Bantjes explained to TRACKS one area causing budget problems is transportation (for which the State has reimbursed the district only two-thirds).  If the State fully funded transportation, it would mean an additional $300,000--which represents about 2% of the budget increase.  He urged people to contact their elected officials to urge full reimbursement of transportation costs.

Washington School Committee Represen-tative Jan Huebner explains that transportation costs are only a piece of the puzzle.  Rumors that the Becket School might ultimately be shut down are not entirely without foundation, she says.  “If we don’t have any funding to overhaul the school, we would have to shut down.  It’s a natural next move,” she says.  “That’s a long-range look, and the district hasn’t taken that long look.  As Bill Fuller has said, we need a five-year plan.”  Huebner notes, for example, that DEP could shut the school down anytime it wants due to the lack of potable water.  Carting water in, she says, is only buying time as long as DEP perceives the school to be acting in good faith to fix the situation.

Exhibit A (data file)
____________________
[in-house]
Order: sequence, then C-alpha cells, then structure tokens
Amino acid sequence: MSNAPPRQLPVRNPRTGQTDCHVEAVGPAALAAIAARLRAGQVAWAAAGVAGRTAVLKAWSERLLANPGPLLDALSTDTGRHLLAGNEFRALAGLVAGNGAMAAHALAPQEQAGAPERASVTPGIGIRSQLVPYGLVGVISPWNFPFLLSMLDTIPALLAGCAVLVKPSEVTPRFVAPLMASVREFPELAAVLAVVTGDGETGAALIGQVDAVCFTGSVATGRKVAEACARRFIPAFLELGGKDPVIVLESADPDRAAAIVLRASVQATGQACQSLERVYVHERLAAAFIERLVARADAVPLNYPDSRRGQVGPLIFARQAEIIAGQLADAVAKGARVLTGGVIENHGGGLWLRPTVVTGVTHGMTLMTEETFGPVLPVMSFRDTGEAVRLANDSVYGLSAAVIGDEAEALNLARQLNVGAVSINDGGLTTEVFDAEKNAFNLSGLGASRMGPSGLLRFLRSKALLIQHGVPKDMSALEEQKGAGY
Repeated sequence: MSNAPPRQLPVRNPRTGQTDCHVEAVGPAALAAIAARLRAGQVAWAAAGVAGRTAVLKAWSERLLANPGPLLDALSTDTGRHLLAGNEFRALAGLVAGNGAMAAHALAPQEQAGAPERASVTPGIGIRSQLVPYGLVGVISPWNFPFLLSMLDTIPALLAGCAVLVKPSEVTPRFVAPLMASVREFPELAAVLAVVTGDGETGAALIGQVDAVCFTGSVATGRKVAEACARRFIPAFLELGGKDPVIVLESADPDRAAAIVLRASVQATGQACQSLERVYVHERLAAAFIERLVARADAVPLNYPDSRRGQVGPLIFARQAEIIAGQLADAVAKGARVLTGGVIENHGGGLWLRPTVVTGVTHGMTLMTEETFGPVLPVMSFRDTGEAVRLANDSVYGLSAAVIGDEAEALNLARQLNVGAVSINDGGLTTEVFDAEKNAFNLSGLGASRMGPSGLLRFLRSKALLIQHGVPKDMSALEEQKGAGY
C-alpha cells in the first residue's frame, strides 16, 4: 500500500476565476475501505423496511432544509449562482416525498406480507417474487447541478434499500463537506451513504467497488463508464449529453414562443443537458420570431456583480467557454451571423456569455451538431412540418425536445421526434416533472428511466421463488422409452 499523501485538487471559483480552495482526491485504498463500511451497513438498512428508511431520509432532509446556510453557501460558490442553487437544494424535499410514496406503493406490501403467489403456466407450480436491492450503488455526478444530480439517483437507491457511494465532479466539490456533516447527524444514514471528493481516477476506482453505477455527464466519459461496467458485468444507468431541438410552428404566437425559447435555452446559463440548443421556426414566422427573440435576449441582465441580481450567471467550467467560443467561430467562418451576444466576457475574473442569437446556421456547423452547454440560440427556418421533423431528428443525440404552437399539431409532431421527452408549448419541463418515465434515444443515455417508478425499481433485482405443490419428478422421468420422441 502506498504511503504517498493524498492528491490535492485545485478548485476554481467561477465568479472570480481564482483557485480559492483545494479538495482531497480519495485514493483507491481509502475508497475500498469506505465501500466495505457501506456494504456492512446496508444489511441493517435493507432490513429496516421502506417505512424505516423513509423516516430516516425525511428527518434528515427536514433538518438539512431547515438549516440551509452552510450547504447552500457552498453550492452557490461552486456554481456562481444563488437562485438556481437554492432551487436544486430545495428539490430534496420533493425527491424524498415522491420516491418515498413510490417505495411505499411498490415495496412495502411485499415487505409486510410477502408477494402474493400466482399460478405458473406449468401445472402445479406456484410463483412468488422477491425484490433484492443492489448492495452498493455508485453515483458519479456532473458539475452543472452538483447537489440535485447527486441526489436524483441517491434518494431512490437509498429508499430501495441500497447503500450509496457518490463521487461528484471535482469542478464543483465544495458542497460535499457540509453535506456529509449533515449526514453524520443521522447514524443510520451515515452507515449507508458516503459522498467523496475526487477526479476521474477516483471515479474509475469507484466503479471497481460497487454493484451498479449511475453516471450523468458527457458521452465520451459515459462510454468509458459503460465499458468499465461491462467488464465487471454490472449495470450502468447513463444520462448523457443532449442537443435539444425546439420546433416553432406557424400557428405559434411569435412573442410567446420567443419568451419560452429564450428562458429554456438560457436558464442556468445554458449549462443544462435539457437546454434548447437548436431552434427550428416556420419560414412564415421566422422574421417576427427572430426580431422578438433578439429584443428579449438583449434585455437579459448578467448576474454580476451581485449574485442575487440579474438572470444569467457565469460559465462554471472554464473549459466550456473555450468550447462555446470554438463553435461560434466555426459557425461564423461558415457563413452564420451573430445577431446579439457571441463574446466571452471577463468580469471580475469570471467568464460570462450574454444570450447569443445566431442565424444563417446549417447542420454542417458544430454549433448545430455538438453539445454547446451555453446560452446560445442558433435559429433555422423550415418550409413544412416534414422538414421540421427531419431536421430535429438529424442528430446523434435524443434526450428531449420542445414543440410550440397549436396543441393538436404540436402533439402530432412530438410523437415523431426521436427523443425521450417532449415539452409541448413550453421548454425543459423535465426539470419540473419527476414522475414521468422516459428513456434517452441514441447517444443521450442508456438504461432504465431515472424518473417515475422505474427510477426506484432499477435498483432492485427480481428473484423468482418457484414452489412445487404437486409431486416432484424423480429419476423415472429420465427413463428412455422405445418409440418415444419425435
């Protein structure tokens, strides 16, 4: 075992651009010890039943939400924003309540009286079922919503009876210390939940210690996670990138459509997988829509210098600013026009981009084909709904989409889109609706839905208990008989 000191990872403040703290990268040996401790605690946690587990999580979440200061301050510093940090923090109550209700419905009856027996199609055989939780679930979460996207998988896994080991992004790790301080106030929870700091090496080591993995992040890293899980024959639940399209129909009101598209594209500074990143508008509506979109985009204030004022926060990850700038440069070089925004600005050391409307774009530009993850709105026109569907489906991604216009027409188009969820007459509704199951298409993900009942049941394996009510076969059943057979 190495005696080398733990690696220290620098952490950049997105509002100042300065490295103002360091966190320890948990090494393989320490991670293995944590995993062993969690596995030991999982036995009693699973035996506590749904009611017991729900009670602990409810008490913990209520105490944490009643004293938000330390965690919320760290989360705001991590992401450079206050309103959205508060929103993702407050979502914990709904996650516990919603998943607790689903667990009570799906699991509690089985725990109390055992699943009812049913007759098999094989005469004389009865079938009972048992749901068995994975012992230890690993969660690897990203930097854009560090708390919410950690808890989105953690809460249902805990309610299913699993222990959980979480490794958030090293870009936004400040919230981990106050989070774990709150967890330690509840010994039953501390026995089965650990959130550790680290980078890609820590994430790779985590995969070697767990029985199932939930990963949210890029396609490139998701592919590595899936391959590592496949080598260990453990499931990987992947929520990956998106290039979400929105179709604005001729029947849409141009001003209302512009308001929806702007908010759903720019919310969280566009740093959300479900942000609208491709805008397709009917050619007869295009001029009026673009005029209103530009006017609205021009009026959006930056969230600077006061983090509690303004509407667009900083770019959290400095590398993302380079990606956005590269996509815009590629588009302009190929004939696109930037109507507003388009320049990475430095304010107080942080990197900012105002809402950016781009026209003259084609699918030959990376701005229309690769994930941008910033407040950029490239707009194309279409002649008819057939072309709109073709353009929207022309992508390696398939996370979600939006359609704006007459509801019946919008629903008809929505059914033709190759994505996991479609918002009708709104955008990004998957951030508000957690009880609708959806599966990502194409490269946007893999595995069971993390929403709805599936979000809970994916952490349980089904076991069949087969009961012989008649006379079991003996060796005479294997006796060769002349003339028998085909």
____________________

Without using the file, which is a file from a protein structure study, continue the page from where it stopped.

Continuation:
Bantjes agrees that transportation is just a piece of the problem.  There are three areas where the State makes unfunded mandates: special education, MCAS and ADA compliance.  Special education costs increased 12.9% this year.  He again urges people to contact their elected officials to request funds to help local districts comply with the State requirements. 

Huebner says if people are finding this year’s budget hard to swallow. they’re in trouble, since next year they may be faced with similar increases.  Bantjes agrees: “The problem is that over time you cut all the easy stuff to stay within 3%,” explained Bantjes.  “But you finally get to where the only thing left to cut is staff.”  Buildings get into condition where you have no choice but to fix them.  “The worst part,” he said, “is that no matter what cuts you make, it’s affecting people.”


The Selectmen are looking for a volunteer to be Animal Inspector.  Interested parties should contact the Selectmen at Town Hall.